Obsidian cylinders of irregular shape were not a rare find at Mexico’s archaeological sites, but for decades their purpose had remained an enigma.
Various theories were put forward, most of them focusing on the cylinders’ likely ritual purposes, with one particularly ghastly assumption that the objects were used to cause profuse anal bleeding, until one day archaeologists asked people in a village close to their site if they had any idea how Aztecs might have been using those blocks of volcanic glass. It turned out the cylinders were still in use. Travelling haberdashers would chip a needle off them whenever their customer was asking for one. Making a stock of needles was impractical because obsidian, while quite durable, was also highly brittle. Yes, it was that simple – and I can only marvel at the academic effort that had been wasted.
A European enigma of a similar calibre has been taunting historians for quite some time now.
It has to do with leaden badges that pilgrims were using between 1350 and 1500. Tens of thousands of them have been found – mostly in rivers around holy sites – and all together they are the largest corpus of extant medieval objects. There’s a problem with them, though. While medieval paintings, weapons, or buildings are more or less well documented, pilgrim badges were used by the common folk, and no written record of their true purpose exists.
Obviously, most had religious connotations. The head of Thomas Becket used to be peddled in Canterbury to those who came to visit his shrine, Virgin Mary would fit any destination, and a shell had a clear meaning for the admirers of Santiago de Compostela.
These badges could be worn as an outward manifestation of the intended destination, confirmation of the pilgrim status or were bought upon arrival as a symbol of reaching the pilgrimage objective. A fridge magnet today serves a similar purpose for the weary tourist.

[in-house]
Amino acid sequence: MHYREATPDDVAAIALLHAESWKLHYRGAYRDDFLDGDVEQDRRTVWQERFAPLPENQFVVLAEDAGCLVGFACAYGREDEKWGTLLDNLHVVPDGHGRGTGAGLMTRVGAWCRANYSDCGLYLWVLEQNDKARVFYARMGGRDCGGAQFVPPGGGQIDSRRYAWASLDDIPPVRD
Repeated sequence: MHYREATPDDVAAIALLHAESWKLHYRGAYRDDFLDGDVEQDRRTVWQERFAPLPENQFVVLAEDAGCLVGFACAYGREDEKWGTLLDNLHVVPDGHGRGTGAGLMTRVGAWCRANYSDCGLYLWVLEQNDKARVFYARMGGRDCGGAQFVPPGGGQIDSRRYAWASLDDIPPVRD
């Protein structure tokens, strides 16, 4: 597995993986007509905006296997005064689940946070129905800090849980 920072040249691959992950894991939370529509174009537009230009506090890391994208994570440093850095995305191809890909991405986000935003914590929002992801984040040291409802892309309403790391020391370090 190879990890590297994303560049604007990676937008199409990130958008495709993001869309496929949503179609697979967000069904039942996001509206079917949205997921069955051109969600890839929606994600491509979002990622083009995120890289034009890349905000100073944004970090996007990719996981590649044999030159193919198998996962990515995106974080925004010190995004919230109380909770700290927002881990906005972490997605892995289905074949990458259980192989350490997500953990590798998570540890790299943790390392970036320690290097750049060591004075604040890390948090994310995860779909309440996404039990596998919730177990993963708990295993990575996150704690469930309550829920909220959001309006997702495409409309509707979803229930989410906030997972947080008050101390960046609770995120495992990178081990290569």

The question is, why did some pilgrims wear sex badges?
Medievalists proposed a number of theories about the role of these badges. One world-famous academic suggested some of them were advertising the wearer’s availability for sex while others were mocking religious rituals. Another saw the vulva dressed as a pilgrim a sign of male pilgrims’ concern over their female companions.
Finally, Frederick Elworthy, an English philologist and antriquary, linked up all the available evidence into a hypothesis that these badges were amulets against the evil eye. He didn’t get the mechanism of how exactly a leaden penis was working to dispel the problem though. He thought the badges were used as protective amulets with their symbolism dating back to the Ancient Rome’s winged phalluses.
All he and his academic friends had to do was to ask a superstitious Russian* to get the right answer.
Let’s get back to the late Middle Ages for a moment.
It was the time when the Black Death was ravishing the continent. Bubonic in the South of Europe, the plague was predominantly pneumonic in the North of France and the Netherlands, where most of the badges were found. This type of plague was the deadliest. Half of the doctors believed it was transmitted by sight or evil eye, with the other half blaming miasmic air. There was no cure for pneumonic plague at the time, so people reverted to superstitions and magic.
But instead of trying to counter plague by magical means, they focused on the disruption of the disease’s transmission in a practical way. You see, evil eye and sight are two different mechanisms. A sick person may begrudge a healthy one, and thus the envious glance of the sick carries over the disease to the healthy. That’s the evil eye. Sight does not have an evil intention, and it only passes the disease over if the already dying person eyed a healthy one. In both cases, eye to eye contact is necessary.
What better way to draw attention away from what matters (eye-to-eye contact) than pointing it towards porn? A decent person would look away in shame. It annuls the possibility of sight transmission. Evil people are drawn to anything and everything evil, so an evil person looks at the porn badge first and seeks eye-to-eye contact with you second. It gives you precious seconds to spot them looking at your porn badge and to turn your back on them, look away, and never meet their eye. This busts up the evil-eye transmission.
I think it was both simple and clever. If only plague was transmitted the way doctors believed it was at the time! Yet, this medieval ingenuity presents us with a new way to enforce and maintain social distance in today’s trying times too, don’t you think?
* Why ask a Russian? Because Russians are madly superstitious. It is a side-effect of their fatalistic mindset. As a Russian who has been studying Russians for 25 years, I know.